Why the Carney doctrine is great news for London’s economy

Allister Heath

BANKER bashing is over – that was the dramatic message from Mark Carney last night, as he finally ditched his predecessor Lord King’s hostility to the City, replacing it instead by a much more sensible approach.

In a remarkable speech which signals a new settlement between the UK state and international finance, the governor of the Bank of England outlined what deserves to be called the Carney doctrine: large banks are to be welcome in London, even if that means that the assets of the financial sector will swell to many times the size of the UK’s national income, as long as they are well capitalised, properly managed and governed by strict resolution mechanisms to protect taxpayers in the event of failure.

As Carney put it, “the Bank of England today is the friend of resilient banks, continuous markets, and good collateral; and we are the enemy of taxpayer bailouts, fragile markets and financial instability…our circle of friends is expanding.”

It’s worth quoting him at length, such is the importance of the policy shift: “The Bank of England’s task is to ensure that the UK can host a large and expanding financial sector in a way that promotes financial stability.” Even more radically, Carney believes that by 2050, UK banks’ assets could exceed nine times GDP, and that there will also be rapid growth of foreign banking and shadow banking based in London. But while he admits that there are risks to this if mismanaged – at present, assets are around 400 per cent of GDP – he explicitly rejects the view that banking’s relative importance needs to be reduced, decrying the fact that such sentiments have so far gone “unchallenged”, and arguing instead that “if organised properly, a vibrant financial sector brings substantial benefits.”

It’s a pro-growth, tough but fair approach, of the kind we have seen for years now in places such as Singapore, where the financial sector’s contribution is hugely valued but is closely supervised. It’s very different to the post-crisis Swiss approach, which is fixated by cutting the sector’s balance sheet as a share of GDP.

It’s not a perfect set of policies, and there is much that one could disagree with at the margins – but given the political climate, the dominant intellectual framework and the nonsensical approach we saw in the late 1990s-2000s under Labour, and then the very different but equally pernicious attitude since 2010 under Lord King/the coalition/the EU, this is a huge and welcome improvement.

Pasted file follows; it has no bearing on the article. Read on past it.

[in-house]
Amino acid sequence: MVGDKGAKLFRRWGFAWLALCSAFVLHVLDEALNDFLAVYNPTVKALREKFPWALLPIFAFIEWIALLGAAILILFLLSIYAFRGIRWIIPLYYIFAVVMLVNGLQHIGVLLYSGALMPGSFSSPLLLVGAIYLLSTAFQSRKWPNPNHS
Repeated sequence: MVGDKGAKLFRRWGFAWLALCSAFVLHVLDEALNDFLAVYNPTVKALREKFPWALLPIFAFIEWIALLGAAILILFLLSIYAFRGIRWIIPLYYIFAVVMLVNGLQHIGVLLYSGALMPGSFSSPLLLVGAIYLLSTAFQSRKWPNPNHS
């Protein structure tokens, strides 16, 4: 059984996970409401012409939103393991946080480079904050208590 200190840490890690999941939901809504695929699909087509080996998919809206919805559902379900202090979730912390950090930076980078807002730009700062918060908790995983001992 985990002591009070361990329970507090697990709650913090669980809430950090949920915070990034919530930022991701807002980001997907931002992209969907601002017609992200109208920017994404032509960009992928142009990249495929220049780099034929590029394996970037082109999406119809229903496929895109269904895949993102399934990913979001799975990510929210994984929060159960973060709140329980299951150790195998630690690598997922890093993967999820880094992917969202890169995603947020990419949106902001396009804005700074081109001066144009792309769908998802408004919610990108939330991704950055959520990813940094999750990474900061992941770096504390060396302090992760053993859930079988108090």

The biggest change has to do with the idea of too big to fail. Carney is rightly saying that no institution need be too big to fail, with the right bankruptcy code. Size restrictions per se are not needed (though of course excessive leverage would be disastrous at institution level); what matters is the ability to deal with a crisis by bailing in bondholders and protecting taxpayers. There must be an end to morally despicable bailouts. As Carney rightly put it, the UK state cannot stand behind a banking system many times the size of its GDP – it would be bankrupted – but he, unlike others, draws the correct conclusion from this.

This is not a return to the Gordon Brown years where the state and banks signed a Faustian, if implicit, pact, where they financed his public spending and he encouraged them to grow: that era was characterised by moral hazard, a safety net of taxpayer bailouts combined with incompetent supervision, with the discipline of markets and the fear of failure removed – a bizarre combination of misregulation and government intervention, socialised losses and privatised profits.

When Carney was hired by George Osborne, I was one of those excitedly welcoming the appointment. Since then, I fear that he has got monetary policy wrong. But when it comes to financial regulation, he is starting to deliver the revolutionary change that the City so desperately needs.

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